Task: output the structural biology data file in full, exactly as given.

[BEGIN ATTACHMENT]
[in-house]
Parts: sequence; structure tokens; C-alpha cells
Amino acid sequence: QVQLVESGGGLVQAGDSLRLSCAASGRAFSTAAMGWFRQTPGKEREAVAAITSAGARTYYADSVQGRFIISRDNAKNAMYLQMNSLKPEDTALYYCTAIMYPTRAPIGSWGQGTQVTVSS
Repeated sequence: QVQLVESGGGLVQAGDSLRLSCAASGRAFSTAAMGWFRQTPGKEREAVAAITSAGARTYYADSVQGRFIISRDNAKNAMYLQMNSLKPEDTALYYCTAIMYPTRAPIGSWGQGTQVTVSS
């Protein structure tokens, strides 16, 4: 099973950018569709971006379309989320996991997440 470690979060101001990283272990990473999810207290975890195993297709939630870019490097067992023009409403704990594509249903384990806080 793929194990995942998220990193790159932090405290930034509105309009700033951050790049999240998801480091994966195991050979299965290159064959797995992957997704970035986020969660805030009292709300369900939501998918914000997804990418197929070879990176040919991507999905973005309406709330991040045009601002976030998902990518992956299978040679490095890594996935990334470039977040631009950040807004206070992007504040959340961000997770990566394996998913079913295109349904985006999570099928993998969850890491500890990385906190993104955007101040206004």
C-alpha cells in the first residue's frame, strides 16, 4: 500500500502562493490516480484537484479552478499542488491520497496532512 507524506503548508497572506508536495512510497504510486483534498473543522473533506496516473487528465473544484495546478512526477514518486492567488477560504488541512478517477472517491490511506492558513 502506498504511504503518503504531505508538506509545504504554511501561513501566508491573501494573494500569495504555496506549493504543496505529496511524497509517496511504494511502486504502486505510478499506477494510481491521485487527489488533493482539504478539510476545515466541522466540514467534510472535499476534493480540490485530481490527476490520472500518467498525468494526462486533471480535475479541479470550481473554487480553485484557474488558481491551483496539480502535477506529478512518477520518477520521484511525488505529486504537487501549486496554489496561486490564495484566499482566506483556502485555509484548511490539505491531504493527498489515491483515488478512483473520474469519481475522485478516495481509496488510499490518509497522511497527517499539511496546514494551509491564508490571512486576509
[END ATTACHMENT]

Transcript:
[in-house]
Parts: sequence; structure tokens; C-alpha cells
Amino acid sequence: QVQLVESGGGLVQAGDSLRLSCAASGRAFSTAAMGWFRQTPGKEREAVAAITSAGARTYYADSVQGRFIISRDNAKNAMYLQMNSLKPEDTALYYCTAIMYPTRAPIGSWGQGTQVTVSS
Repeated sequence: QVQLVESGGGLVQAGDSLRLSCAASGRAFSTAAMGWFRQTPGKEREAVAAITSAGARTYYADSVQGRFIISRDNAKNAMYLQMNSLKPEDTALYYCTAIMYPTRAPIGSWGQGTQVTVSS
């Protein structure tokens, strides 16, 4: 099973950018569709971006379309989320996991997440 470690979060101001990283272990990473999810207290975890195993297709939630870019490097067992023009409403704990594509249903384990806080 793929194990995942998220990193790159932090405290930034509105309009700033951050790049999240998801480091994966195991050979299965290159064959797995992957997704970035986020969660805030009292709300369900939501998918914000997804990418197929070879990176040919991507999905973005309406709330991040045009601002976030998902990518992956299978040679490095890594996935990334470039977040631009950040807004206070992007504040959340961000997770990566394996998913079913295109349904985006999570099928993998969850890491500890990385906190993104955007101040206004």
C-alpha cells in the first residue's frame, strides 16, 4: 500500500502562493490516480484537484479552478499542488491520497496532512 507524506503548508497572506508536495512510497504510486483534498473543522473533506496516473487528465473544484495546478512526477514518486492567488477560504488541512478517477472517491490511506492558513 502506498504511504503518503504531505508538506509545504504554511501561513501566508491573501494573494500569495504555496506549493504543496505529496511524497509517496511504494511502486504502486505510478499506477494510481491521485487527489488533493482539504478539510476545515466541522466540514467534510472535499476534493480540490485530481490527476490520472500518467498525468494526462486533471480535475479541479470550481473554487480553485484557474488558481491551483496539480502535477506529478512518477520518477520521484511525488505529486504537487501549486496554489496561486490564495484566499482566506483556502485555509484548511490539505491531504493527498489515491483515488478512483473520474469519481475522485478516495481509496488510499490518509497522511497527517499539511496546514494551509491564508490571512486576509